The natural ecosystems of Eastern Vancouver Island and the Gulf Islands are unique. They are often an inspiration to artists, poets, writers, photographers, musicians, meditators, bird watchers, tide pool investigators, scientists, hikers, and people of all ages who enjoy and appreciate natural environments. They provide recreational and educational opportunities for everyone. Protecting them means that future generations will be able to observe the amazing natural history of this area.
Ecologically Sensitive Lands
We are fortunate that the Pender Islands still have undeveloped areas that are biologically diverse and provide specialized habitats for some rare, threatened and endangered species. (see B.C. Provincial 2001 Red + Blue Lists) They need your help if they are to remain and flourish. If you visit our parks and trails, walk with invisible feet; take pictures not souvenirs; what you take in, take out: and leave no trace of your stay.
The Sensitive Ecosystems Inventory (SEI) Survey of Eastern Vancouver Island and the Gulf Islands was completed in 1997. The study revealed that at that time, "In the Islands area, only 7.8% of the land base was mapped as sensitive ecosystems with an additional 0.4% of seasonally flooded fields." Lands containing these ecosystems are, therefore, likely to be eligible for a Minister of Environment Certificate indicating that a property qualifies as environmentally sensitive. These properties would be eligible for tax benefits if donated.
The size of the ecologically sensitive zones reported by the SEI to be on the Pender Islands are listed below. The SEI website has detailed information and inspiring pictures of life in these zones.
- 9.2 hectares Woodlands in widely scattered fragments of open canopy, mixed aged trees, snags and seasonal leaf fall.
- 10.6 hectares of Coastal Bluffs that are rocky and dry with nutrient poor soils.
- 13.0 hectares of ecologically sensitive Terrestrial Herbaceous areas where there are wildflower meadows and grassy hill tops with moss covered rocks.
- 71.0 hectares of ecologically sensitive Older Forest lands with confers averaging 100 years of age. Some may be 50 meters high. These are sadly disappearing to logging.
- 23.0 hectares of ecologically sensitive Sparsely Vegetated land consisting mostly of gravel, sand and bedrock on cliffs, bluffs, and spits.
- 119.0 hectares of ecologically sensitive Wetlands with seasonal or year-round water in bogs, marshes, fens, swamps, shallow water and/or wet meadow sites.
- 7.0 hectares of ecologically sensitive Seasonally Flooded Agricultural Fields usually found in valleys with poor drainage and a high water table.
- 654.5 hectares of ecologically sensitive Older Second Growth Forest. Here are found conifers between 60 and 100 years old. Logging is reducing these zones.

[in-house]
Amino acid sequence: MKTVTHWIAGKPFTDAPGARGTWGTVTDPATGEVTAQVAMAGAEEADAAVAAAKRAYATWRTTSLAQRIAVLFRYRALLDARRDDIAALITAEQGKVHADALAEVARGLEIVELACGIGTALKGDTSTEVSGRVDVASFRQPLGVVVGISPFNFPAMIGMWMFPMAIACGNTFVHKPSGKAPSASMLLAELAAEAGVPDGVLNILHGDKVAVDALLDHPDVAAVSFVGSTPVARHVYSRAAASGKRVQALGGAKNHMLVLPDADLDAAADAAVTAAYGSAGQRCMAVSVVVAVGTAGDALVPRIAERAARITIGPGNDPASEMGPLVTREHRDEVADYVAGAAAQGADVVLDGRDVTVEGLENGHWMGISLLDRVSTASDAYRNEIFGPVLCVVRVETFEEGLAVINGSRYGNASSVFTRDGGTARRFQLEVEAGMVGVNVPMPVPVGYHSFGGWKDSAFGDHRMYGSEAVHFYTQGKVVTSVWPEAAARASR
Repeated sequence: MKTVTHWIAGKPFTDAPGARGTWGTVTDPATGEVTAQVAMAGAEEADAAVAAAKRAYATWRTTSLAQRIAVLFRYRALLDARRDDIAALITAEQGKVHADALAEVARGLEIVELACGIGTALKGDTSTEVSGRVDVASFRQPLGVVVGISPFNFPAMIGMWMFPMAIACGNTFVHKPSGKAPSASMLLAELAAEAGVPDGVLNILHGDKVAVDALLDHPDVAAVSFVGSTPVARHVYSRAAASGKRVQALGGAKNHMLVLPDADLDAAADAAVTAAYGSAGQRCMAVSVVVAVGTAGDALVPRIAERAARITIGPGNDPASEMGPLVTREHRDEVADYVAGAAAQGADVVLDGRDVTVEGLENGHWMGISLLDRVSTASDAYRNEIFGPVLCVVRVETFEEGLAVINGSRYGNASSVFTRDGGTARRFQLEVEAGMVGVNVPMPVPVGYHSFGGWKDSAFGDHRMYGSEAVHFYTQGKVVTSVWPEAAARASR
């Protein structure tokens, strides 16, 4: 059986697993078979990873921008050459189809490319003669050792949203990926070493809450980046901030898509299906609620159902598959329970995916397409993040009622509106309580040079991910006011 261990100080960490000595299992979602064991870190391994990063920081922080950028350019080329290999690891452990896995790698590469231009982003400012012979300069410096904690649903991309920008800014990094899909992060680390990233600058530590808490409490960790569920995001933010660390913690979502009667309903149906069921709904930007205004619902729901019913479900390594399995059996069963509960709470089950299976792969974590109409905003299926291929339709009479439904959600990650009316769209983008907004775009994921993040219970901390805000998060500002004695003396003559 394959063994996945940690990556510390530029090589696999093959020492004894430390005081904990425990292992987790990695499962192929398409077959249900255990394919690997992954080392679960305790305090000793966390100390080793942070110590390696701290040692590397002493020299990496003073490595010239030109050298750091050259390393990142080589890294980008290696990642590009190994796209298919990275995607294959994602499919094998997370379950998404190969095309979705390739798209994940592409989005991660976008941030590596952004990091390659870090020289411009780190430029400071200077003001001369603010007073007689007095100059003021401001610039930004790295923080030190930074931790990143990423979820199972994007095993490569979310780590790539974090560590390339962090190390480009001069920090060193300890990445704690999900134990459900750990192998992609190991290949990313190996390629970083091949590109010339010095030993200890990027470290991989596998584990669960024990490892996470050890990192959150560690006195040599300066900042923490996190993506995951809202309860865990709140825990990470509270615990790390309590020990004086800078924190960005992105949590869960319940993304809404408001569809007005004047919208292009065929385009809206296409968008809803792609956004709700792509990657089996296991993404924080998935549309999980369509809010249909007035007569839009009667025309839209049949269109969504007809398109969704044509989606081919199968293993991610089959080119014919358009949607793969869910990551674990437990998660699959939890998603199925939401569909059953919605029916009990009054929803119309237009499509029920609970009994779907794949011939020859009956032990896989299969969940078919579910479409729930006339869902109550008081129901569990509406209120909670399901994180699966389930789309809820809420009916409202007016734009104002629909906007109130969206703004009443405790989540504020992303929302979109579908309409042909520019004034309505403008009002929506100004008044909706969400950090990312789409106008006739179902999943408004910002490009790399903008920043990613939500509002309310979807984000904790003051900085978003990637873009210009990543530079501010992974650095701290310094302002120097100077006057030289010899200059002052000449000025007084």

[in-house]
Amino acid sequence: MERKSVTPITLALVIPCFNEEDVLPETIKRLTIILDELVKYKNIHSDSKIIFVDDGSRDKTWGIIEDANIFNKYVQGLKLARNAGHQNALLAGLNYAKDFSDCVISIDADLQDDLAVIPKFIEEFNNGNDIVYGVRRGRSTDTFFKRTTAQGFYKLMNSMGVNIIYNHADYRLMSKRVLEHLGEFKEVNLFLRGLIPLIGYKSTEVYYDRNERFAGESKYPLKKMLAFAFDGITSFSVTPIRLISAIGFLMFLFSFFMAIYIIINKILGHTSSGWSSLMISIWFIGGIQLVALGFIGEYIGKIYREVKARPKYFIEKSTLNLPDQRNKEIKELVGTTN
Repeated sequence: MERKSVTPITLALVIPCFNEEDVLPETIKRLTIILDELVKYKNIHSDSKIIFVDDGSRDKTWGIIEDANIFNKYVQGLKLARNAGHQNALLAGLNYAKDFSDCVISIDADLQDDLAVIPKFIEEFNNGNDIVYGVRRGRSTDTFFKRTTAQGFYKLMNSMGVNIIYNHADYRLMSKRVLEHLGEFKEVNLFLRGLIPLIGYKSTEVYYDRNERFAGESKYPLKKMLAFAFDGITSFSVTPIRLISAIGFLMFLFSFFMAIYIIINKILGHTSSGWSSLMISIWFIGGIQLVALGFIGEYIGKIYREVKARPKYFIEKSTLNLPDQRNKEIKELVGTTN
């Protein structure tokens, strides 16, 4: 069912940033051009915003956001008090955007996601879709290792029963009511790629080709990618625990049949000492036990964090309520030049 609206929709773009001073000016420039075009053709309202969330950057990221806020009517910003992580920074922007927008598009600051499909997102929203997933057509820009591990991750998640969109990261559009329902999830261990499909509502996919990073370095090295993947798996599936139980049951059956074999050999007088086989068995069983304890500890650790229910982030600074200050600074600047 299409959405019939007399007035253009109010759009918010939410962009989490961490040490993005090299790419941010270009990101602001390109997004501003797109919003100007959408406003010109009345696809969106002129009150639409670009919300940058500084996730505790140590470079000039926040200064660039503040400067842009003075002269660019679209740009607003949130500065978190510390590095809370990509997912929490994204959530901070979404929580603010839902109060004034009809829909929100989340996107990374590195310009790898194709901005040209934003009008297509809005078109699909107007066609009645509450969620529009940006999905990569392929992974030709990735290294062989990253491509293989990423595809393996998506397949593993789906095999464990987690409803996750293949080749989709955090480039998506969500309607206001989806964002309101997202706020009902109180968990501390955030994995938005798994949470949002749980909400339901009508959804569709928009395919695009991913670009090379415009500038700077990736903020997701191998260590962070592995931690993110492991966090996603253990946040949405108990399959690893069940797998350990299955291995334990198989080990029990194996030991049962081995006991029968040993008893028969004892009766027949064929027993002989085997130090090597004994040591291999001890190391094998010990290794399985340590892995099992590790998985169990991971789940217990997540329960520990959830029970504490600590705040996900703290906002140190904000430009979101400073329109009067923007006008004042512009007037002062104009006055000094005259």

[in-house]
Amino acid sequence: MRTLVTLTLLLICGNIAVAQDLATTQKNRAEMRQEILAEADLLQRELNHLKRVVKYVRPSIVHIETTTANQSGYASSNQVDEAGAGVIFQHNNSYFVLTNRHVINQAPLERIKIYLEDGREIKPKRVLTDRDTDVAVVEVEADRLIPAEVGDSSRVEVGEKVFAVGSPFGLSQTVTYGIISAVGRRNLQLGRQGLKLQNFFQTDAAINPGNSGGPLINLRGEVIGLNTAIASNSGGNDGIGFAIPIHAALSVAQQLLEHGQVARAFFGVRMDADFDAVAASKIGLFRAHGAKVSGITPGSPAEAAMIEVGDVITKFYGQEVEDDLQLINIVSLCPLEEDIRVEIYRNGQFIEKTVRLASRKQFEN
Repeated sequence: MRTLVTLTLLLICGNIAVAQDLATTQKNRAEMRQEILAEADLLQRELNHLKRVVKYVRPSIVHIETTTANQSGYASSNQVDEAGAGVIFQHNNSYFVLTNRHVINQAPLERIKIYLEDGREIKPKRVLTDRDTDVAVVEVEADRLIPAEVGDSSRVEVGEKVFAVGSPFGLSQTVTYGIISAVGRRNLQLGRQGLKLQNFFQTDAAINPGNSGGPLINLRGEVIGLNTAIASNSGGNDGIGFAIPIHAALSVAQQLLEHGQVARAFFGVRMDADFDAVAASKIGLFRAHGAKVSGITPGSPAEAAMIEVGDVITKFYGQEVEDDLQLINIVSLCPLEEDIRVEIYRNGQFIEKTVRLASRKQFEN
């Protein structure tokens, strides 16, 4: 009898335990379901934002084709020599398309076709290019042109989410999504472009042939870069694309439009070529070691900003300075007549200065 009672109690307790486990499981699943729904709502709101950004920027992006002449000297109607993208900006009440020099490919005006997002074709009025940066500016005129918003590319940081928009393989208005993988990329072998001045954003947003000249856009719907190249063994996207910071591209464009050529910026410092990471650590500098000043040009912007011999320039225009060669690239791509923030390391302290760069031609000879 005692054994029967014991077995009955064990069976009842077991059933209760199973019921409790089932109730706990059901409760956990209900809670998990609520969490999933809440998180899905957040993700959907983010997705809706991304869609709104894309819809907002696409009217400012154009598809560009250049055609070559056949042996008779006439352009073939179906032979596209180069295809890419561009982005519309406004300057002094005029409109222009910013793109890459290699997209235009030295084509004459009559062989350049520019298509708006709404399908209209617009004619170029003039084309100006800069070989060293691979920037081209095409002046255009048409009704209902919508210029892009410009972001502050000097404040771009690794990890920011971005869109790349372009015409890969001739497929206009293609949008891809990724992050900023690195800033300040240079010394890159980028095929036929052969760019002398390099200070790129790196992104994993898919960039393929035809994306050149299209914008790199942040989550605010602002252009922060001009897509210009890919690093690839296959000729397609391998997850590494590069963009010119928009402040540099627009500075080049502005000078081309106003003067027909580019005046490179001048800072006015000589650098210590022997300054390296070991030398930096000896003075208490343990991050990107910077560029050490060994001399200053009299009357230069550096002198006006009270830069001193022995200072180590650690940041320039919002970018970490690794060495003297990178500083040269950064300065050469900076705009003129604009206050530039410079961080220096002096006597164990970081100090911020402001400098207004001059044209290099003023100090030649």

- 0 hectares of ecologically sensitive Riparian zone land next to streams and rivers where their dense vegetation provides shade and stability.
Ecologically Sensitive Inter-tidal Areas
When you visit beaches on the Pender Islands, do not remove objects or creatures which are part of the natural environment. Leave the few remaining oysters, clams and mussels to regenerate. Take pictures not souvenirs. Don't wait for the annual "Clean the Beaches Day." Become a friend of the beaches by collecting and discarding or recycling plastic and metal garbage the tide has washed in.
Ecologically Sensitive Ocean Areas
The sea and sea creatures around the Pender Islands are also in need of protection. The Orca Pass International Stewardship initiative seeks to protect the waters around the Southern Gulf Islands in British Columbia and some of the San Juan Islands in Washington State. Other organizations concerned with Marine Protected Areas can be found at Fisheries and Oceans Canada.
Orca Populations Around the Penders
In 1999 Killer Whales, or Orcas, in south coast waters were placed on the threatened species list and may soon be placed on the endangered species list. In 2001, seven whales from L pod died. This is one of 3 pods that frequent the waters around the Penders. The pod is reported to have lost every calf born to it since 1996. This loss brings the overall population of the three southern resident Orca pods down to just 78 individuals, from a high of 99 in 1995 — a 21% loss.
Researchers suggest that the diminishing number of killer whales is due to many factors, including contaminants in the water, decline of salmon, whale watching and the capturing of whales for display during the 60's and 70's. See the Georgia Strait Alliance
or the Center for Biological Diversity
for pictures and more information.
© Image courtesy of Minette Layne